If youre further away from retirement, you have more time to make up any financial losses youd incur while the loan is out. Just make a plan to ensure youre able to catch up over time.
Of course, your intended use for your 401 loan funds also affects whether or not its a good choice. Short-term uses are a little less worrisome. For example, if youre using it for a down payment on a house and can quickly repay the loan, it can be a good way to avoid those penalties.
But if youre using the 401 loan as a band-aid during an ongoing financial downturn, you may want to think again. Is it really solving the problem, or just providing temporary relief?
Also, think twice about using your 401 loan to pay off debts. If youre still in financial trouble, you can lose your existing assets.
But retirement savings are typically protected from any kind of insolvency, but not if theyve been taken out as a loan. If theres a chance you might lose the money permanently, try to find another solution.
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Build An Emergency Fund
An emergency fund is basically what it sounds like. Its money that you save away specifically to help you deal with emergency expenses in the future. This could be for things like unexpected medical expenses, urgent car repairs, or essential home repairs. Its not meant to be used for things like vacations, shopping, or non-essential expenses. When it comes to emergency expenses, your emergency fund should be your first line of defense. Learn more about how to build one here.
How Long Do You Have To Repay A 401 Loan
Generally, you have up to five years to repay a 401 loan, although the term may be longer if youre using the money to buy your principal residence. IRS guidance says that loans should be repaid in substantially equal payments that include principal and interest and that are paid at least quarterly. Your plan may also allow you to repay your loan through payroll deductions.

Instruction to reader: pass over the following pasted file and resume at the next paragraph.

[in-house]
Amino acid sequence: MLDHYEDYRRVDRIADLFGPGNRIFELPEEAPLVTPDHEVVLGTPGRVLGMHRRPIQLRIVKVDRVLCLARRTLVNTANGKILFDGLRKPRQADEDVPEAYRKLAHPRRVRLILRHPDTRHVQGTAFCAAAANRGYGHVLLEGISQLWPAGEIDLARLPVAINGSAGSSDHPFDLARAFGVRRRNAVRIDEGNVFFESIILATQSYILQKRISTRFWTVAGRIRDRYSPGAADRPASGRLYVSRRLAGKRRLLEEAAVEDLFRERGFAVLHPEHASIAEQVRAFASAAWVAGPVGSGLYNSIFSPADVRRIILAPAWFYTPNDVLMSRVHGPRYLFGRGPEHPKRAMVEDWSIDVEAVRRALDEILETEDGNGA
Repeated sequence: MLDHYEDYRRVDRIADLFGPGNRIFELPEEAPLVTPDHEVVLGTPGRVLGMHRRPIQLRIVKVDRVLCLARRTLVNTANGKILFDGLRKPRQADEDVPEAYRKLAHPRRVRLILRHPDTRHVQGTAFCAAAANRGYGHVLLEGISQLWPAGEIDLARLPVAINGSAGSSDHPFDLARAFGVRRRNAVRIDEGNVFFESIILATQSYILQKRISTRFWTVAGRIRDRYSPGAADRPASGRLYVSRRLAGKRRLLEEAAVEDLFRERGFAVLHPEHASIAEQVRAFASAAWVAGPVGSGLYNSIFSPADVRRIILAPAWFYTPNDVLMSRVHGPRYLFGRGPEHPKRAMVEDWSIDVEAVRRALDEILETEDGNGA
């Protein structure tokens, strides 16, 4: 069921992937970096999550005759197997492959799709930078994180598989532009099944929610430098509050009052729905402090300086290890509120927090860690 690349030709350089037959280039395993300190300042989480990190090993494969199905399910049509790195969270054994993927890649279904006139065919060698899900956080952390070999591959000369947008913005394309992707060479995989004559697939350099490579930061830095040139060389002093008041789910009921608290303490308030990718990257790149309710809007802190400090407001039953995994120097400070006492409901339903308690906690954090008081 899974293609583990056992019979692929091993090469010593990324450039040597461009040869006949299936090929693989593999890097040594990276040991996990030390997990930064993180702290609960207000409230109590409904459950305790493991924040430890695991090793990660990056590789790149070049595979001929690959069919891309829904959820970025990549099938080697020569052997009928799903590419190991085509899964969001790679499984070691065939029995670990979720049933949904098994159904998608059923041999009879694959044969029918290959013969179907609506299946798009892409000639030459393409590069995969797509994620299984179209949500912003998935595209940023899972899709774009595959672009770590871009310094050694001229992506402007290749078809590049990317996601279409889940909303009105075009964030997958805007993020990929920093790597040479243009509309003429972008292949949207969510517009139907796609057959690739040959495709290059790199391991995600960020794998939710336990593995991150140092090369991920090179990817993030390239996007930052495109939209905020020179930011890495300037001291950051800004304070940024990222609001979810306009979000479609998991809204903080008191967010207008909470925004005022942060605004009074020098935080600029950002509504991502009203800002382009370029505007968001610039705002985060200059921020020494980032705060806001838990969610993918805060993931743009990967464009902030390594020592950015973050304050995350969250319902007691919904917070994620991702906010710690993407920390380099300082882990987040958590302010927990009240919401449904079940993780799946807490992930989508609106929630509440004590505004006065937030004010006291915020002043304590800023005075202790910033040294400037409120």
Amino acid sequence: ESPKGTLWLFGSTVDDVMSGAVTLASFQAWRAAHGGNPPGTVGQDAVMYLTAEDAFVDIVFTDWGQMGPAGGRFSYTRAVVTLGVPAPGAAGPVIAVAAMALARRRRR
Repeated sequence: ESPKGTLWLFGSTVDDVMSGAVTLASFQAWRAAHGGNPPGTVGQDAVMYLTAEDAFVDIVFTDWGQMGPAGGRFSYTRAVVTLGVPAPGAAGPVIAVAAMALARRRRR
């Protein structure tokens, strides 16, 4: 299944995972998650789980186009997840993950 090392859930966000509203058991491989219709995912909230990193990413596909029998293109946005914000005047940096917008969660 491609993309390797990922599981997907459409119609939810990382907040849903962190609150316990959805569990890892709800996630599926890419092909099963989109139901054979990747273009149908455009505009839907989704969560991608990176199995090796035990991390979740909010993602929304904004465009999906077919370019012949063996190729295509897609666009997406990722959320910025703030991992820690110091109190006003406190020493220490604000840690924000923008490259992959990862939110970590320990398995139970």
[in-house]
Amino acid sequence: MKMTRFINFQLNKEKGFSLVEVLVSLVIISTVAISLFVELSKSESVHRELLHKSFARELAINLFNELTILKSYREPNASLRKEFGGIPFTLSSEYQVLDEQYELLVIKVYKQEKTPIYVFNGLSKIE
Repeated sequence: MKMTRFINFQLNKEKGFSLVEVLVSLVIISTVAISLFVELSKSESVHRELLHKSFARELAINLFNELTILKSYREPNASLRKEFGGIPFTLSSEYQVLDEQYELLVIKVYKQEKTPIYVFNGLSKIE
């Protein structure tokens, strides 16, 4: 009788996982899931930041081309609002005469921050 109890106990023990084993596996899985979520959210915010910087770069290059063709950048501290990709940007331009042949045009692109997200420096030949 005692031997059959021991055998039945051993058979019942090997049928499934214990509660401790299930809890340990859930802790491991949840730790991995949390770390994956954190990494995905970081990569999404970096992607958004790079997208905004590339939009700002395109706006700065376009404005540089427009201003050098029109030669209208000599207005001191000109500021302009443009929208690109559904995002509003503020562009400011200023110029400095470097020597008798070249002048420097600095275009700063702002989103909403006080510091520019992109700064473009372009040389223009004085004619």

The CARES Act allows plan sponsors to provide qualified borrowers with up to an additional year to pay off their 401 loans.
The interest rate youll pay on the loan is typically determined by the plan administrator based on the current prime rate, but it and the repayment schedule should be similar to what you might expect to receive from a bank loan. Also, the interest isnt paid to a lender since youre borrowing your own money, the interest you pay is added to your own 401 account.
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What Happens If You Default On The Loan
When you default on a 401 loan, the remaining loan balance is counted as a deemed distribution from your 401. That has two big consequences:
- The loan amount is considered a distribution and will be taxed. Also, you will have to pay a 10% early withdrawal penalty if you are younger than age 591/2.
- You cannot roll over the defaulted amount into an IRA or any other employer retirement plan. This means there is no way you can avoid taxes and penalties.
However, the good news is that your default is not reported to the credit bureaus and hence will not affect your credit score.
Con: Loan Balance Due If You Leave Your Job
If you leave your job while youre still paying back your loan, your 401 plan sponsor may require you to pay back your remaining balance in full.